In the post-war era, Balham was mocked as the ‘Gateway to the South’ in that infamous Peter Sellers sketch sending up radio adverts for far-flung holiday destinations. The joke was that nothing much exciting happened there – it was an archetypal dreary suburb.
How times have changed. It is now a fiercely sought after location with hip bars and sourdough pizzas aplenty, and a record one in five homes have been sold for £1m-plus in 2019 so far according to Hamptons International.
With the average price per sq ft now at £780, Balham has long since eclipsed Wimbledon (£722) and Putney (£748) and is nipping at the heels of middle-class Mecca Clapham (£793). House prices have risen by a whopping 95 per cent in the last 10 years, compared to 71 per cent in London as a whole.
So why is it so popular? First and foremost, it has a tube station – a rare commodity in much of south London. And it has plenty of green space, sandwiched as it is between Clapham and Tooting Bec commons. A Sunday brunch queue outside one of the many upscale cafes is a common sight, and there are plenty of independent bars, restaurants and shops.
It also has a varied property market. “Balham is known for its range of property styles, from handsome Victorian and Georgian terraces, flat conversions, detached properties and mansion blocks to an exciting mix of new developments,” says Rory Crawford-Drake, director at Dexters.
First-timers finding themselves priced out
Once a hit with first-timers, Hamptons says just 32 per cent of Balham buyers have come from this group in 2019 so far compared to a 44 per cent London average – suggesting they are being priced out in favour of families.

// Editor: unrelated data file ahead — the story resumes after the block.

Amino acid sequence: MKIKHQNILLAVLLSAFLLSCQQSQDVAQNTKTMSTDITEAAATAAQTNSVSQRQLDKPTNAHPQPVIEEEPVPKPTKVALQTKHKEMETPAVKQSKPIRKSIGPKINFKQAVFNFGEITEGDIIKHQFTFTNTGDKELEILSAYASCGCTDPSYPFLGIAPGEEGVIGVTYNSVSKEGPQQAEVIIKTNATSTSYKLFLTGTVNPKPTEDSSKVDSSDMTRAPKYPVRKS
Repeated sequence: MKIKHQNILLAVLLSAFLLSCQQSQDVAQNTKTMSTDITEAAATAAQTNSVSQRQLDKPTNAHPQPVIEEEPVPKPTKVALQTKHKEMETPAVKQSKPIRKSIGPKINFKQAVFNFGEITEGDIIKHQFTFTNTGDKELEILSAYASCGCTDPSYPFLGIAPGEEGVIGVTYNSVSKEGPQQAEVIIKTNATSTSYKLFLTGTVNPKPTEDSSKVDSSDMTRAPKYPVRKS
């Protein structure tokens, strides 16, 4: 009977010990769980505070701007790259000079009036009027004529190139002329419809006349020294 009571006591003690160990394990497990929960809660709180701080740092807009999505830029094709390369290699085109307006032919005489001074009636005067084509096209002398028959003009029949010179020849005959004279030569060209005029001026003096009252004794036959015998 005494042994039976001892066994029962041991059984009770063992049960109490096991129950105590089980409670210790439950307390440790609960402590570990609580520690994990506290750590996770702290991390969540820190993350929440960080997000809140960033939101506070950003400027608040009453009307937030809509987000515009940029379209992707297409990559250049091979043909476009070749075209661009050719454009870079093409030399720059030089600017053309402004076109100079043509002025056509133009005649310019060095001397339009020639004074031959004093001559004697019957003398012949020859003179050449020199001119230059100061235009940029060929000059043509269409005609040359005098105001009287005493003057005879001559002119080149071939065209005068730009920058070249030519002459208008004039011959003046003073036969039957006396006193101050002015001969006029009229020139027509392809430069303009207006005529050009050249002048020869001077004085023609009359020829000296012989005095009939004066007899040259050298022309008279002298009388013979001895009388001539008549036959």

Two main groups tend to sell their homes in Balham: the first of which is those who can’t afford to move up the ladder. “It can be a steep rung to climb, and flat owners can expect to pay nearly double to do so,” says Frances Clacy, research analyst at Savills. In the last year, a flat cost £564,000 on average compared to £1.1m for a terrace, according to Savills and Land Registry data.
The second is downsizers. “Many of them will have raised a family and now with adult children, they’ll look to release equity to support their first-time buyer kids,” Clacy adds.
With such a high profile, Balham is no longer a gateway to anywhere – it’s a destination in its own right.
If you’re looking for a posh tipple, Balham certainly won’t disappoint. Balham Bowls Club, known locally as the BBC, is one of the more original watering holes in the area offering food and drink in a former lawn bowls venue. If you want to learn while you drink, Hayman’s Gin Distillery is also on your doorstep and offers regular tours. Lambert’s is one of the best-loved local restaurants, and has been serving up locally-sourced, seasonal British food for the best part of two decades. Milk has a deserved reputation as the go-to spot for a bougie Balham brunch, but now opens for dinner on the weekends too. To work it all off, take a dip at the Balham Leisure Centre pool, which boasts high vaulted ceilings and lots of natural light. If it’s warm enough – or you’re feeling particularly brave – Tooting Bec Lido is just down the road. One of the more unusual local attractions is the London Sewing Machine Museum, which sits at the southern end of Balham High Road.
Source: Hamptons International
Most expensive road: Morella Road, £2.58m
Highest turnover road: Denning Road, 37.5% in five years
Homes on the market in Balham this week
The Tramyard, from £499,000
Joseph Homes will launch 70 one, two and three-bed apartments on 14 September.
Call Joseph Homes on 0207 499 7272.
Calbourne Road, £1.5m
This four-bed home is located inside the coveted Nightingale Triangle.
Call Savills on 0208 673 4111
Wexford Lodge, £430,000
This large one-bed flat is set within a Victorian House overlooking Wandsworth Common.
Call Carter Jonas on 0203 733 6526